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The architectural profession is ever-changing, and there is so much to learn and keep up with

Jason Wright, Hickok Cole Architects

  • Can you briefly explain your profession or organizational role as it applies to taller timber buildings?

As a Project Architect at Hickok Cole Architects, I’m responsible for our firm’s technical production and quality control initiatives.  For the past 15 years, the project work I have been engaged in has been largely focused on renovation and repositioning of existing high-rise office buildings.  In the process of studying ways to adapt and expand existing buildings, we began researching and exploring mass timber around 2015 because of its lightweight properties, sustainability benefits and low-impact construction.  Regionally, I serve on the board that reviews new building codes for adoption within Washington DC and have been advocating for the adoption of mass timber provisions of the model building codes locally.

  • What was the pivotal experience that led you to become a timber construction, engineering, or design practitioner?

Recognizing the benefits of mass timber beyond the built environment led me to want to learn more about the product and begin to find ways to integrate it into more projects. The carbon sequestration qualities of the timber, the ability to contribute to sustainable forestry practices and the potential for new fabrication jobs in rural markets are just some of the benefits beyond aesthetic and construction benefits. Additionally, the precision fabrication and biophilic design contributions create a material that is worthy of leaving exposed and celebrated.

  • How do you see the construction sector evolving? And how are companies you work with responding to green building, specifically projects using bio-based materials?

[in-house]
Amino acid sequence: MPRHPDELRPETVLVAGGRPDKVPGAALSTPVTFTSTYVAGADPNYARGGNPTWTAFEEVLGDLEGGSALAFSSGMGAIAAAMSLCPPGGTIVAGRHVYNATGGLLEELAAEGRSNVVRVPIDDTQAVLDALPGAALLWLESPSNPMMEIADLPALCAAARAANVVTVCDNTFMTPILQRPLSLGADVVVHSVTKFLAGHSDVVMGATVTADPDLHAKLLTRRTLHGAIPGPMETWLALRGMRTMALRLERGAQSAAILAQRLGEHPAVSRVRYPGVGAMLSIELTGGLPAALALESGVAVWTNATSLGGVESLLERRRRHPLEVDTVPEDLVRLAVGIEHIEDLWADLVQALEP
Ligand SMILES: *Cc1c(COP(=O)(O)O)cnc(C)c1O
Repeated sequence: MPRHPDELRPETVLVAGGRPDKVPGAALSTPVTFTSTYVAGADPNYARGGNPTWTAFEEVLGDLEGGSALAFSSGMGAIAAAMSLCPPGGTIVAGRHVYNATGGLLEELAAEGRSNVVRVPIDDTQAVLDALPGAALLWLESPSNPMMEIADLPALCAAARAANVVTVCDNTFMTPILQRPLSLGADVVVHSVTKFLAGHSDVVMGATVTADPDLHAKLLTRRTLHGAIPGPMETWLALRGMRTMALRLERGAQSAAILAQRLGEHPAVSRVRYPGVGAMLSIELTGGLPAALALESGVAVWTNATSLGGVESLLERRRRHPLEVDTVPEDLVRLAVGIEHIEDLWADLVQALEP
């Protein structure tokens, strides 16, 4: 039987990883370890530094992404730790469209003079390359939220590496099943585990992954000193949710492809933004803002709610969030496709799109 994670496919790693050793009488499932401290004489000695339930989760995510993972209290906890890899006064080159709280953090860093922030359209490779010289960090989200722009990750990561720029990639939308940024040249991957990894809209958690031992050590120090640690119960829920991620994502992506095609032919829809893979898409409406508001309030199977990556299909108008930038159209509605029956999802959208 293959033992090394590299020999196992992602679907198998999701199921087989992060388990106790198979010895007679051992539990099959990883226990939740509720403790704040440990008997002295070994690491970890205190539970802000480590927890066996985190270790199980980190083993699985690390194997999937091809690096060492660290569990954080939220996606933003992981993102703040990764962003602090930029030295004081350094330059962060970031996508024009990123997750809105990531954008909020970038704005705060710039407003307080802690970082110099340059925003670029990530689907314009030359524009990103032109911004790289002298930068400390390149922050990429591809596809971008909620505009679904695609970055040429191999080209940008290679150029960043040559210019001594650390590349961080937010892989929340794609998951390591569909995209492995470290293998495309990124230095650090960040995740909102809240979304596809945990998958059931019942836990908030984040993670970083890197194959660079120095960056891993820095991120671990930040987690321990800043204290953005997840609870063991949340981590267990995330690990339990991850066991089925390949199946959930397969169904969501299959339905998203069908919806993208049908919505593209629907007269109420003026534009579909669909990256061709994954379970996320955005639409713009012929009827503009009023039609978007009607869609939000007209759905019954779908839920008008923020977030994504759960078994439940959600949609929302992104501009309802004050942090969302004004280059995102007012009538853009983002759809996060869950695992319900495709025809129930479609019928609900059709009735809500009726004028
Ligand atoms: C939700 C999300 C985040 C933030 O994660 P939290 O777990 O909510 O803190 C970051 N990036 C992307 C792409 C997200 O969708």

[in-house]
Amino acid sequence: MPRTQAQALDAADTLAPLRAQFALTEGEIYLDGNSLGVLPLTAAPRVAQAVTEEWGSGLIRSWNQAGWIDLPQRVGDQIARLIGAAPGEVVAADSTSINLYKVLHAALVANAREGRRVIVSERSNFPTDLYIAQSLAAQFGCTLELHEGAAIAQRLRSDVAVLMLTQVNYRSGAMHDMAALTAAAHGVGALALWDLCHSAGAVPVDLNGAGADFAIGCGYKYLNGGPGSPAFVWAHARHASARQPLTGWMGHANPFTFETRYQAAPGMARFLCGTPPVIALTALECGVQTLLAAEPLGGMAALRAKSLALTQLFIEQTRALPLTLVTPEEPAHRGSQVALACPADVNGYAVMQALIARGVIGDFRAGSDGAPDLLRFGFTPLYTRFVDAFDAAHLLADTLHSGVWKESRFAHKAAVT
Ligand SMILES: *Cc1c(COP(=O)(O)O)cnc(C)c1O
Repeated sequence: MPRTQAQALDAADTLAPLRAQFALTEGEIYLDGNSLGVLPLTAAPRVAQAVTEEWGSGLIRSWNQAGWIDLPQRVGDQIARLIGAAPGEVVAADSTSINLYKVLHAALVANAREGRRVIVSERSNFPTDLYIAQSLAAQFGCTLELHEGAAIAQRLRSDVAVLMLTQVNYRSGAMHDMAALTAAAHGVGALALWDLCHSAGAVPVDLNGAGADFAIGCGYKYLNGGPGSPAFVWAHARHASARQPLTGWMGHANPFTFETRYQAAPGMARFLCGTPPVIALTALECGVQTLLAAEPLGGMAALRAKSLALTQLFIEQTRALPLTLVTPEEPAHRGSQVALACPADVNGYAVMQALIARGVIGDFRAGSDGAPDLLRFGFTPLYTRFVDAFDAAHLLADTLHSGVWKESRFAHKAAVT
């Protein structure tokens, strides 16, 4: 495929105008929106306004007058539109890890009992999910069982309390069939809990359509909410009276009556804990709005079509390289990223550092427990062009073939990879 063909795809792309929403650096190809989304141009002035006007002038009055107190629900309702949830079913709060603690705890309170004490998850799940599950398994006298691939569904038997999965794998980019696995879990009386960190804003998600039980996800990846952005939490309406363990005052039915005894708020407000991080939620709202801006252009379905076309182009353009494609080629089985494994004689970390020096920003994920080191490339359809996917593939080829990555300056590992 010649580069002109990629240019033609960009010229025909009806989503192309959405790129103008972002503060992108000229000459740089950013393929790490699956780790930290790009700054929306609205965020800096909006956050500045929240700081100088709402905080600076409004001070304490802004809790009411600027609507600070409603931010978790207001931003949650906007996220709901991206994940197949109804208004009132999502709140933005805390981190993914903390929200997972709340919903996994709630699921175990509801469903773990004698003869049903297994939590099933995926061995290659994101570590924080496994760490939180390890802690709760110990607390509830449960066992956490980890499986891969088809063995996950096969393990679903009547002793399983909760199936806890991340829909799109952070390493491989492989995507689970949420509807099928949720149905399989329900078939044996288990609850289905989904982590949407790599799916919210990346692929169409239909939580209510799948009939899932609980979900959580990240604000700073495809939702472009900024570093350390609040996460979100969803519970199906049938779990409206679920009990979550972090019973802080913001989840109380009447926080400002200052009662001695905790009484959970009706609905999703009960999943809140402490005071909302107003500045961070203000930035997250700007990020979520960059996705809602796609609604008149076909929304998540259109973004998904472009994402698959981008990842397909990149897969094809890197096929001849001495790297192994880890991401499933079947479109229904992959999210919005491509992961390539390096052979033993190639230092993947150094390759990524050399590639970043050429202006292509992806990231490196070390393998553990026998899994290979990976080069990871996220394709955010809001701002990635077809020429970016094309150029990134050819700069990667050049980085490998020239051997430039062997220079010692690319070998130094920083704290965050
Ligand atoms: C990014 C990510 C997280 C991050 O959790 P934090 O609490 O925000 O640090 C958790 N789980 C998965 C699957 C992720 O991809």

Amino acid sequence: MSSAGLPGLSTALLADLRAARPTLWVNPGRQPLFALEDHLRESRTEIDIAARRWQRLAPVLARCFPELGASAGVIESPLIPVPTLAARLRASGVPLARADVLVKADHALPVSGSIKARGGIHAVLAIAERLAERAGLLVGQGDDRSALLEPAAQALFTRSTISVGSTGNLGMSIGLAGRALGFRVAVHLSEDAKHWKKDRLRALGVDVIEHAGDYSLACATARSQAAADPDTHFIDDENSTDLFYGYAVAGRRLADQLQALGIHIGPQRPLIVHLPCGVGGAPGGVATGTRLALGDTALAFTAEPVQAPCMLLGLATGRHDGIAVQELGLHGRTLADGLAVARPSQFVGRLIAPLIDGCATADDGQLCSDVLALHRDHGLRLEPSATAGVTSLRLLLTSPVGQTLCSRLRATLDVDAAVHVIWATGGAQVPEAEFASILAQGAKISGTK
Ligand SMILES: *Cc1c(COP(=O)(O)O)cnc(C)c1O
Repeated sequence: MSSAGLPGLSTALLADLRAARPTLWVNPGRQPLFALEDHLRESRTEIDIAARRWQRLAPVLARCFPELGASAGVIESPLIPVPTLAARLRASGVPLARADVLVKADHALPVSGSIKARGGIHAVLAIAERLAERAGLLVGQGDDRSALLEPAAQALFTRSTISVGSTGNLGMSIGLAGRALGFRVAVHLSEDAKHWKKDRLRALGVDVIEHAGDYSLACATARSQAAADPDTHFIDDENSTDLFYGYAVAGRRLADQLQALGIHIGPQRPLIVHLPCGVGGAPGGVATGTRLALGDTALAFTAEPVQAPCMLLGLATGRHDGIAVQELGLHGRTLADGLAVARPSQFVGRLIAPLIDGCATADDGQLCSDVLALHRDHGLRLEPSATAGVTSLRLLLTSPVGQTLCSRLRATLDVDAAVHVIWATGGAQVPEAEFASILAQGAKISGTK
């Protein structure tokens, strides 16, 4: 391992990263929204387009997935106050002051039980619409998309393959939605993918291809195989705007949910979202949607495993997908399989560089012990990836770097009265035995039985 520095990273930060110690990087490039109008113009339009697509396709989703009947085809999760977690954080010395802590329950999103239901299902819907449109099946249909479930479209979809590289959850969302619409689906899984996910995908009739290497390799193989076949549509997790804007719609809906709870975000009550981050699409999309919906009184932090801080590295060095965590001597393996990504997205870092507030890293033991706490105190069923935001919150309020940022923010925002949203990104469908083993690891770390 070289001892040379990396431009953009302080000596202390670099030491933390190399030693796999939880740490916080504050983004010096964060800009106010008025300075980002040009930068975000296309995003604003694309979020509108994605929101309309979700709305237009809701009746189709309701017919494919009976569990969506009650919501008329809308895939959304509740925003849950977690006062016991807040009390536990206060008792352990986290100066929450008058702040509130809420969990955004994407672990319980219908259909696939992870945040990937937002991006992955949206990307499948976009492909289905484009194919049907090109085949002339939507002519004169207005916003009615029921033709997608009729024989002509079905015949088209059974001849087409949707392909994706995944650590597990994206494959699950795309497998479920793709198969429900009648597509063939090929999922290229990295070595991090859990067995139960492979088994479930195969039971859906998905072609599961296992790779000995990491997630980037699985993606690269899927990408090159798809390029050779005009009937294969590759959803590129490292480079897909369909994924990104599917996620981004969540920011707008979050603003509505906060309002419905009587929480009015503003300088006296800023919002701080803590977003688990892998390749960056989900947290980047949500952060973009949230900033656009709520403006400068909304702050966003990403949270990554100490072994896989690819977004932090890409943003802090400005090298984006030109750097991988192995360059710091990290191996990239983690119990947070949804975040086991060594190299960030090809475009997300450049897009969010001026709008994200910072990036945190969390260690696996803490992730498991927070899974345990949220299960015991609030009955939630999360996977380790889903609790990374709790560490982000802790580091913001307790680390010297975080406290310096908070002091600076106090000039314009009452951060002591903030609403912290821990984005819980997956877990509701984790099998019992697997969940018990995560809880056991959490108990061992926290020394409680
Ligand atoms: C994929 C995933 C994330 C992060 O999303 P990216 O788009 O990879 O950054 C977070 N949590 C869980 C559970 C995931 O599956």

The construction sector is evolving rapidly and embracing offsite fabrication methods more and more each year. We are seeing contractors and owners recognizing the benefits of modular construction with its ability to control quality, increased safety for the workers and reduced erection times on site. Regarding green buildings and bio-based materials, we are increasingly seeing owners and architects performing life cycle assessments (LCA) on projects with a focus on global warming potential, energy use, resource depletion and toxic emissions. Projects that utilize products that have more bio-based materials inherently have better LCAs, and the increased demand for these materials with environmental declarations is bringing more and more products to market each year.

  • Do you have any advice for young professionals who want to work in the field?

The architectural profession is ever-changing, and there is so much to learn and keep up with. As a young architect, I’d suggest getting a broad foundation of the basics of building fundamentals and then picking an area of the profession that interests you and exploring it deeply.  Second, don’t be afraid to ask lots of questions. You don’t have to have all the answers; you just have to know who to ask or where to look to find them!

  • Which mass timber project or renovation fascinates you, and why?

Personally, I’m impressed by the Mjøstårnet in Norway. The ability to build the world’s tallest timber structure in a rural environment serves as a challenge to the rest of the world to find more ways to use this amazing material on a large scale. I’m always interested in keeping tabs on the projects worldwide that are using the material in new and innovative ways that push the envelope.